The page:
Another way to think about your maintenance work is as an investment. By keeping your facilities and equipment in good working order, you are investing in the future of your business. You are investing your time, money and people to ensure that your business remains functional and healthy for the foreseeable future. It may seem contradictory, but the fact is that the more attention, time and detail you devote to preventive maintenance, the more money you'll save overall on car wash repair costs.
These savings are often due to preventative maintenance spotting larger problems while they are still in their infancy. Based on these definitions of the different types of maintenance, we can conclude that, while reactive maintenance only occurs as needed, preventive maintenance should be performed regularly. But how do you know how often you need to do this? We recommend that you create a checklist of the tasks you perform regularly. As a car wash owner or operator, you need to try to develop a clear awareness of where the pain points are in your facility.
By this, we mean that you need to know where things are most likely to break or get damaged. Depending on your operations, areas can become problematic for several reasons. It may be that they see the most traffic, are the most sensitive, are the most difficult to maintain, or any combination of these reasons. No matter why certain points in your operation are problematic, it's your job to find out where those places are and keep a close eye on them.
Pay special attention to them when cleaning and performing preventive maintenance. Take a quick look every time you have a spare minute. By doing these things, you're more likely to be able to prevent damage at these points before it happens. Ideally, your car wash should be a place where everyone respects both the equipment and the installation as a whole.
You want it to be a place where things are kept clean and tidy and where tools are handled with care. One of the first ways to create this impression is to practice what you preach. Establish dress codes that dictate that employees must dress in clean clothing. Don't allow dirt and grunge to build up anywhere in your premises.
Create a work environment that sets punctuality, accuracy and cleanliness as high standards that must be respected. When you set a good example and have clear standards, your employees will follow suit, and customers will also be less likely to create a mess as they pass. To truly realize that your equipment is wearing out or damaging, you'll need to develop a level of deep familiarity with it. After all, you'll rarely notice a problem if you never leave the office and interact with the team yourself.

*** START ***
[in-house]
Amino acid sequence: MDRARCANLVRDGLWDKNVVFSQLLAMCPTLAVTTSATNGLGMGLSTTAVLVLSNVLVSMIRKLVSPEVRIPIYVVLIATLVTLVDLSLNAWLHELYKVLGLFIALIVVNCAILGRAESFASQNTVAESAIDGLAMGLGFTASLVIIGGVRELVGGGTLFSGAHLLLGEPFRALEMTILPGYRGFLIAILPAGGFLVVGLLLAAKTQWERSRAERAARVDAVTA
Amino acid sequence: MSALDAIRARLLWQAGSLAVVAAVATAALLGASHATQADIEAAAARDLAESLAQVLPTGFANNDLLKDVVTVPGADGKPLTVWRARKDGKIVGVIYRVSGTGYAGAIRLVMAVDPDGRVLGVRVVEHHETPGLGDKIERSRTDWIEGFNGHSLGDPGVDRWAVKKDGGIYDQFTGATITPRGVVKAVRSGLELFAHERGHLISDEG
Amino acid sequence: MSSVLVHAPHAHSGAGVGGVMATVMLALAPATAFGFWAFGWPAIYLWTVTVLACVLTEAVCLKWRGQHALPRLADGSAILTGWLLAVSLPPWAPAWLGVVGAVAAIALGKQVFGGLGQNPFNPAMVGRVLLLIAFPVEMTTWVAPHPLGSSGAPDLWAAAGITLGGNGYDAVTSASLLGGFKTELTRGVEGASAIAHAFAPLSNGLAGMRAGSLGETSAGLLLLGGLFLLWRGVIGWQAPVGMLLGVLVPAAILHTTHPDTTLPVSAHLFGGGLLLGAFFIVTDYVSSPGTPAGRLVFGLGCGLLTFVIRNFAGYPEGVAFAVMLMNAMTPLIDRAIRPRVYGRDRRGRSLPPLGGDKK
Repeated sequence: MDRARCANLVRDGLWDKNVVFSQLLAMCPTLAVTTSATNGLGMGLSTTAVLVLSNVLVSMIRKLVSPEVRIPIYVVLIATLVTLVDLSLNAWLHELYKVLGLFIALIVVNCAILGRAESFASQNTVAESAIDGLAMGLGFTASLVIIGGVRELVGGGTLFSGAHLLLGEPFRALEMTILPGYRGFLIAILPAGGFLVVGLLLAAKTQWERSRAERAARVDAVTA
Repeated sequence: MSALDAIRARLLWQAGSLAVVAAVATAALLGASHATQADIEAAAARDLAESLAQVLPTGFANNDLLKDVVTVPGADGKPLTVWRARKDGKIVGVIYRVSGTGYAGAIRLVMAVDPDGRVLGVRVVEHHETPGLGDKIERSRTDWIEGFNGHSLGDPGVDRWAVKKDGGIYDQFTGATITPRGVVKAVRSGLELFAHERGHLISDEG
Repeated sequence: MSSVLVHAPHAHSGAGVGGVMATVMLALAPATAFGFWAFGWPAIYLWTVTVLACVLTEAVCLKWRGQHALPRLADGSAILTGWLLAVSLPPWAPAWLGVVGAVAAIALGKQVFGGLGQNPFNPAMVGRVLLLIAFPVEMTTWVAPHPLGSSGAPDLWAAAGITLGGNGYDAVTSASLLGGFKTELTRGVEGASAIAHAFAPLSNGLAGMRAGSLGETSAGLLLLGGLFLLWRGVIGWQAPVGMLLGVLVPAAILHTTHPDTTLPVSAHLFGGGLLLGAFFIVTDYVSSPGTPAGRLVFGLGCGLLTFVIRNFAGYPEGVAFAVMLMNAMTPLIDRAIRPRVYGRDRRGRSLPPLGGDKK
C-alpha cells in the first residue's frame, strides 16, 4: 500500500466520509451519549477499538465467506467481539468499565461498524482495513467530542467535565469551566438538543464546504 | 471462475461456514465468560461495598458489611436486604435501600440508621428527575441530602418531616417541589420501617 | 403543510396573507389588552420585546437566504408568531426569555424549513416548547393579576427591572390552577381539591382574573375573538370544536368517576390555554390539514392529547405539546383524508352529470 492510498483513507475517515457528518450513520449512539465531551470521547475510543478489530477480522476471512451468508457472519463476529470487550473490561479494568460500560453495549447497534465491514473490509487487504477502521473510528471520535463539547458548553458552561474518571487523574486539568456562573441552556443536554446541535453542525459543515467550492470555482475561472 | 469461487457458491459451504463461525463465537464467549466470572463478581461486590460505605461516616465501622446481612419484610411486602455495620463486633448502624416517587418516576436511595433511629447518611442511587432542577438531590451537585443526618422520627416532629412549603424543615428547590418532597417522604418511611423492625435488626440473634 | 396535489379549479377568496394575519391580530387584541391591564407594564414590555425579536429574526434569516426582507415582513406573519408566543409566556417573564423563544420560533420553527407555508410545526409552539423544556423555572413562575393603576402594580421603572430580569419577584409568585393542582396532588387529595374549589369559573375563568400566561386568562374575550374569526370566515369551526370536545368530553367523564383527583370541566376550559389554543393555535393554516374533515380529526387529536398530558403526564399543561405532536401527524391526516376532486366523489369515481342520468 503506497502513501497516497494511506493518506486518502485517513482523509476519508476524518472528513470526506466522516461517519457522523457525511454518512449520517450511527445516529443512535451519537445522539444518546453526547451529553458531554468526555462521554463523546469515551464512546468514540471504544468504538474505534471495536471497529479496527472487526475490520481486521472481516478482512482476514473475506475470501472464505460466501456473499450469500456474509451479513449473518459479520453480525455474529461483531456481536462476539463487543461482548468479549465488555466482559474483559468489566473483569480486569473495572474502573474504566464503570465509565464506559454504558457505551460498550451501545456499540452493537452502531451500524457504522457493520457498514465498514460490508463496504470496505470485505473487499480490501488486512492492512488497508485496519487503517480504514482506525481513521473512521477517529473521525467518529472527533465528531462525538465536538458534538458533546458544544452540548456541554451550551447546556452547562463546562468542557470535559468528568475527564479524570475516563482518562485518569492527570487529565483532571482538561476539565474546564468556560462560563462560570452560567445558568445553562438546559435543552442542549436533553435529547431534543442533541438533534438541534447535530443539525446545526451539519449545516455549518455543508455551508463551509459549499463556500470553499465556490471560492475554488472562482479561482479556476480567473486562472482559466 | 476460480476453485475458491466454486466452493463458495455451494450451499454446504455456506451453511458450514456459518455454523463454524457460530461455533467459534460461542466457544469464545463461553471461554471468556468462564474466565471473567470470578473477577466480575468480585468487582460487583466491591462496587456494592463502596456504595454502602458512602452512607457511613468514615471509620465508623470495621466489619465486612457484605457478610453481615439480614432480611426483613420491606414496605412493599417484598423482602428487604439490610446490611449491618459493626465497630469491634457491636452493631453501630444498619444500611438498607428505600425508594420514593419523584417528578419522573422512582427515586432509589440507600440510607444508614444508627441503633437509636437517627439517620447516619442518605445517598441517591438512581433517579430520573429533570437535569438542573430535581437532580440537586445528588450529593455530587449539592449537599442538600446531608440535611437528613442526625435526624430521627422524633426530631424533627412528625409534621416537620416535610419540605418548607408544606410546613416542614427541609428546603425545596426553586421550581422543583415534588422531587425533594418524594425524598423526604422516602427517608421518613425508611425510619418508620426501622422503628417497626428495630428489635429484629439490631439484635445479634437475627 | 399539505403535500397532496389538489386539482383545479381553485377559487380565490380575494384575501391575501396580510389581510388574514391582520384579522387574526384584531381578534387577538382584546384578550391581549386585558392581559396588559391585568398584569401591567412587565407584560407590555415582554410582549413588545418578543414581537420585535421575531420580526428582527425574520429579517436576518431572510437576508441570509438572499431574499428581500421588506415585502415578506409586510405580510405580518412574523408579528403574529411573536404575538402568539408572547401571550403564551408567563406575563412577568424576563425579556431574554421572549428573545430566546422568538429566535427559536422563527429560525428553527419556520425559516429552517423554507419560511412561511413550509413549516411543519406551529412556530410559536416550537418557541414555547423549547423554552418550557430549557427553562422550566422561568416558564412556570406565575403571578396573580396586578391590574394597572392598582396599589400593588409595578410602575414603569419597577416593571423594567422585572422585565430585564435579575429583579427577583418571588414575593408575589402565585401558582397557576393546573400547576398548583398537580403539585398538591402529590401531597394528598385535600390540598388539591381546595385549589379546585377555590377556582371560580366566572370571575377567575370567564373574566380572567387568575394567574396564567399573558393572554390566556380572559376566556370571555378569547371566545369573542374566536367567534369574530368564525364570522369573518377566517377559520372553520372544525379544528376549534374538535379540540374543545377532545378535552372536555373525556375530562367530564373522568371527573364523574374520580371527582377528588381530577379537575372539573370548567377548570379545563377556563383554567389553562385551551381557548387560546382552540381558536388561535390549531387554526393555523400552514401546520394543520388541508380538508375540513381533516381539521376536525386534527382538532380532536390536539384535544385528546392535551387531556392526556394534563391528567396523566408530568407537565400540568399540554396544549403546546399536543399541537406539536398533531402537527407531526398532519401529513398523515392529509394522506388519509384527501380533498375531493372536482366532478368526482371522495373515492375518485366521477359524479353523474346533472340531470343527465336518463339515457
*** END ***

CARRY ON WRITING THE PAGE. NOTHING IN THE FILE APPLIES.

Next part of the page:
Don't be afraid to get familiar with your team. Learn how they're supposed to move and trade. Get an idea of each piece of equipment individually. By becoming familiar with your facilities when they are working properly, you will be more likely to realize that something is wrong.
You'll notice that a brush is loosening or that a hose doesn't work as it normally does. Because you are familiar with the equipment, you will detect these small irregularities that would otherwise go unnoticed. One of the best ways you can help yourself when it comes to maintenance is to buy high-quality equipment in the first place. If you simply buy the cheapest option, the odds are good: it will break in no time, regardless of the maintenance you perform on it.
Instead, buy quality equipment that lasts. It will cost more upfront, but it will save you money on both maintenance and loss of business if you have to close due to equipment failure. When buying new equipment, you should also be careful to purchase equipment that is easy to maintain. No matter how many fancy bells and whistles a piece of equipment may have, be careful to buy it, unless it looks like it will be easy to maintain.
One of the best ways to maximize your maintenance and repair budget is to equip your car wash with high-quality supplies and chemicals. To do this, you need to find a chemical supplier in your area that you can trust. If you are looking for such a partner, we hope you will consider us here at JBS Industries. Our products are at the top of the range and we are also known for our exceptional customer service.
We respect all of our customers as valuable people who want nothing but the best for their business, and we pride ourselves on offering it to them. Save my name, email and website in this browser for the next time I comment. Every time that car wash reopens, it's usually a new owner who starts a car wash and takes customers to you, and if your debt is low, you may be taken out of the market. The bank is likely to take that car wash, sell it for pennies on the dollar, and a new owner with a much smaller debt service than you open.
All of them will need to have their cars washed at some point and most will be happy to pay for the convenience of someone else doing their dirty work. If you're considering starting a mobile car wash, you can make extra money servicing fleets and dealerships, not just focusing on private owners. Competition can take the form of a nearby car wash, upgrading your equipment to attract your customers, mobile car wash services popping up for service customers in your area, or opening a new mega car wash in your neighborhood. If you want to learn more about specific models that might be suitable for your particular business plan, you may want to join a car wash trade association near you.
In that article, I cover some big businesses that can generate attractive levels of profitability without a large daily owner participation (obviously, automatic car wash is included in the list, but there are many more). If you want to be successful in this business, you need to have a great location, buy the right equipment, keep abreast of local competition, and generally make sure your car wash works like a well-oiled money-making machine. Unlike an automatic car wash, a contactless car wash means less chance of damaging the vehicle's paint. It may be easier and cheaper to find a resale wash for less than the value of the land if the business has been neglected.